The more I learn about the brain, the more in awe I am: the way it is structured, the way it develops, what influences it, what can hurt it, and how it can heal. In one of the earliest conferences I attended where Bruce Perry was the keynote, he shared that the brain is the only organ in the body that is so underdeveloped. We are born with a fully functioning heart, liver, kidneys, digestive system, etc. but the brain of a newborn is totally dependent on outside stimulation in order to develop to its fullest potential.
The latest book I am deeply impressed with is Louis Cozolino’s The Pocket Guide to Neuroscience for Clinicians. We use two of Cozolino’s books in our LGI trauma trainings: The Neuroscientists of Human Relationships and The Neuroscience of Psychotherapy. Our participants are amazed at how much as non-clinicians and non-neuroscientists they can actually learn through his excellent materials.
In previous blogs I have described six very important structures of the brain: the brainstem, which maintains our basic life functions; the midbrain or diencephalon, which is a reptilian part responsible for things like appetite and sleep patterns; the limbic system which houses our emotions; and the cortex, which is the logical, thinking part of our brain; the hippocampus, which is the part of the brain that stores and files conscious, cognitive information being inputted from the outside; and the amygdala, one of the more ancient structures in the brain that stores memories, especially those that are related to frightening experiences. Bessel van der Kolk calls the amygdala the smoke detector of our brains. As soon as it senses any kind of danger, it sets off a firestorm of reactions to promote an immediate response intended to ward off any threats to our well-being. It has a very long memory and its earliest experiences are the most powerful.
Cozolino invited his readers to think about how adults often play the game of peekaboo with their children. He describes the process where the adult hides their face with their hands, then suddenly exposes their face saying “Peekaboo!” with an exaggerated and enthusiastic smile and high-pitched voice. Typically, the baby’s eyes open wide they give a big smile and sometimes they even laugh. And of course, the baby wants this repeated over and over, with building anticipation every time the adult covers their face.
Here’s the fascinating brain information: “First, the surprise and big smile stimulated metabolic activity in both the baby’s and the parent’s brain, delivering extra glucose and oxygen to support learning. We both experience surges of oxytocin, dopamine, and serotonin triggered by our mutual enjoyment, making us feel good and making us want to do it again and again. Epigenetic processes within the baby’s brain trigger neuro- anatomical growth that supports a sense of joy and creates the building blocks of long-term well-being. Changes in the parent’s brain support deepening attachment, physical health, and emotional well-being.… A good example of this is the epigenetic translation of these pleasurable moments into the building of endorphin receptors on the baby’s amygdala. The more of these receptors we build, the more the endorphins in our nervous system keep the amygdala down-regulated, decreasing our vulnerability to stress, anxiety, and fear.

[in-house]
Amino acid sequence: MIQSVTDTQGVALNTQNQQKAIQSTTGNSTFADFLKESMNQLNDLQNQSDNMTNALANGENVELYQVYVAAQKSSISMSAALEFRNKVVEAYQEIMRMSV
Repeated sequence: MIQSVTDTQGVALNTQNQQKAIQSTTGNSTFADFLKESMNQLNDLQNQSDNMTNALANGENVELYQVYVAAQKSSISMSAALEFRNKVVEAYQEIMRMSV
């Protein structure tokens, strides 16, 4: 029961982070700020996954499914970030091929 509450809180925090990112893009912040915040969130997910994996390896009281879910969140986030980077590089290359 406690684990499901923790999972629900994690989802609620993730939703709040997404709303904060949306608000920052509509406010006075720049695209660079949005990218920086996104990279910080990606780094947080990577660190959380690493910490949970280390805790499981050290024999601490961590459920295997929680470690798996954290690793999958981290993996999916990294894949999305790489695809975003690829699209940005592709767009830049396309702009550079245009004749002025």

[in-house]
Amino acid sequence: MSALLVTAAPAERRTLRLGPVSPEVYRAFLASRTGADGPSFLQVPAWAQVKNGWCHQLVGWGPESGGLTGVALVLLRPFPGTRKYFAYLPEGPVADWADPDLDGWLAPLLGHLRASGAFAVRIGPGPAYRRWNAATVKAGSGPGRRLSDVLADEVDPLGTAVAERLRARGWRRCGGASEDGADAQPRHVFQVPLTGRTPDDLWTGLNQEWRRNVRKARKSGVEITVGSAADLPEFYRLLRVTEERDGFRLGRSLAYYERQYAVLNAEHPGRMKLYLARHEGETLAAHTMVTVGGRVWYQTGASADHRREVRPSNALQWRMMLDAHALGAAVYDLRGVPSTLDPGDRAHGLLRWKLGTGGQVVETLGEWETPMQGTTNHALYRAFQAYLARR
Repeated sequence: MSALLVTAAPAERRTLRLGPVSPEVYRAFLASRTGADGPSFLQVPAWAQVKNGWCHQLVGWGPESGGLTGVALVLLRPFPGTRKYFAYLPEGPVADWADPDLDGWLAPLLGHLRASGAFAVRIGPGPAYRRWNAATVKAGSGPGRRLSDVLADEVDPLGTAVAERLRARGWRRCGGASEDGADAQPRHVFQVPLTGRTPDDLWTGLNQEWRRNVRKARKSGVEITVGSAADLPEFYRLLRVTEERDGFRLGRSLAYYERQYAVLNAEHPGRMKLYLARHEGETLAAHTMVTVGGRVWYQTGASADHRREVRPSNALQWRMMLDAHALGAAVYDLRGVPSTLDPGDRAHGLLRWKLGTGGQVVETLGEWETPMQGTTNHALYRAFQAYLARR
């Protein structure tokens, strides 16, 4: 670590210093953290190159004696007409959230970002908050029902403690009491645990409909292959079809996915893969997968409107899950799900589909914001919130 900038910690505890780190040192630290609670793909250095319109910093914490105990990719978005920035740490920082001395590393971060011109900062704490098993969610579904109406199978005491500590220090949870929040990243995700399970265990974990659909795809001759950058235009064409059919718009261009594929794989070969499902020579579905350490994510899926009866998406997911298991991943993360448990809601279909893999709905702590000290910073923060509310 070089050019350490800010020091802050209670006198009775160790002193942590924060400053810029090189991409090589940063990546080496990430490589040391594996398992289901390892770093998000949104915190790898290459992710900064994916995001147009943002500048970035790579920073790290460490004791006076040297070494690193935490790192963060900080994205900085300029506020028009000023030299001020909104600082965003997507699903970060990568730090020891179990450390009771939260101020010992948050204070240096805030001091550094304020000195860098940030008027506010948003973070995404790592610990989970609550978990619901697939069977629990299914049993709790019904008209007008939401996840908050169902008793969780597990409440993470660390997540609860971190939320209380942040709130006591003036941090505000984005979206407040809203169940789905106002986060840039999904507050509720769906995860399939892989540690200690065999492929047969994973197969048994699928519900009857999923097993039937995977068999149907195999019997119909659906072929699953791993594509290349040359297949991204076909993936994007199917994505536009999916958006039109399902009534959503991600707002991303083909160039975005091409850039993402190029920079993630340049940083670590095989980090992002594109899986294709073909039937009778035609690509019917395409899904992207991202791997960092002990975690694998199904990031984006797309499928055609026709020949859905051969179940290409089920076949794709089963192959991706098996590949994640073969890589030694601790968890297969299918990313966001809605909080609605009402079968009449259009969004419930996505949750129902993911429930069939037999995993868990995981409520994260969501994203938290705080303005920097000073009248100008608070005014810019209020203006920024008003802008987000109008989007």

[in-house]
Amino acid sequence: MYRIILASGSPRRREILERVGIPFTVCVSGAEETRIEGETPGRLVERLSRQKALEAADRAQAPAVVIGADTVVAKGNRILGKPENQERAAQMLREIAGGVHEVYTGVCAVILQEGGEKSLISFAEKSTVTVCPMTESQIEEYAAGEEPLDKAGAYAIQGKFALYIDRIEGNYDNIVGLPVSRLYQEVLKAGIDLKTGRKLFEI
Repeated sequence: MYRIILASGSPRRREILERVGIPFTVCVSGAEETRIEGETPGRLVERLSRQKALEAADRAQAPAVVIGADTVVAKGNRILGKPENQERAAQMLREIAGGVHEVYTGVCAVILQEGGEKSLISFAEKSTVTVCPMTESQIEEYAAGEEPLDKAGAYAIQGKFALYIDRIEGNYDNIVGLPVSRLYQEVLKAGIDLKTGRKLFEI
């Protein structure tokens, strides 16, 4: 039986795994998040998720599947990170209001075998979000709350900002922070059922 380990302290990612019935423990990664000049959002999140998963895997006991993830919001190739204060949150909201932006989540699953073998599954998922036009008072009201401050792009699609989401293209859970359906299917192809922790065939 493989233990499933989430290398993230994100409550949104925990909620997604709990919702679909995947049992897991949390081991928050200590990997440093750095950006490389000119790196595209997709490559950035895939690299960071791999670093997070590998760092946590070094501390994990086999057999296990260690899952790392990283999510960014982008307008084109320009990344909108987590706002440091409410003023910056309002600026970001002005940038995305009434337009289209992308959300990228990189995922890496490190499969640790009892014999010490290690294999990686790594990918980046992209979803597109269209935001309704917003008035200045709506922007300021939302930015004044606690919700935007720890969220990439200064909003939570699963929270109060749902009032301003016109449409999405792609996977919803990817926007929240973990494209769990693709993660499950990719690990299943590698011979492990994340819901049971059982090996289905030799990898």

This is one of the many physiological variables related to qualities like ego strength, grit, or resilience.
This is a stark contrast to the situation of the many children who lack quality caregivers, attentive others, or positive stimulation. Within the brains of these children, opposite biochemical and neuro- anatomical processes occur that lead them to be more vulnerable to stress. This is why children with a great number of adverse social experiences during childhood are far more likely to experience psychological, physical, and adaptational difficulties later in life. Our social experiences are translated, for better and worse, into the neurobiological structure of our brains intend to stabilize over time.”
Who knew that the simple game of peekaboo was so profoundly influencing the architecture of a child’s brain, and that that influence carries into the child’s life, helping them be more resilient and less stressed? I don’t think I’ll ever look at peekaboo in the same way. I suspect that saying, “So big!” in an enthusiastic voice with arms extended into the air does similar things for brain development. How wonderful when parents and other caregivers can realize they are playing such an important role in developing the internal infrastructure of their child’s brain.
Invitation for Reflection:
- How does this information affect how you think about simple games parents play with their infants? Can you envision all the magic going on in a child’s brain, especially their amygdala, during these playful interactions?
- How does this information influence your overall sense around how amazing the brain is?
- Are there people in your circles with whom you can share this information to encourage them to be even more attentive to their infants and young children?
Diane Wagenhals, Director, Lakeside Global Institute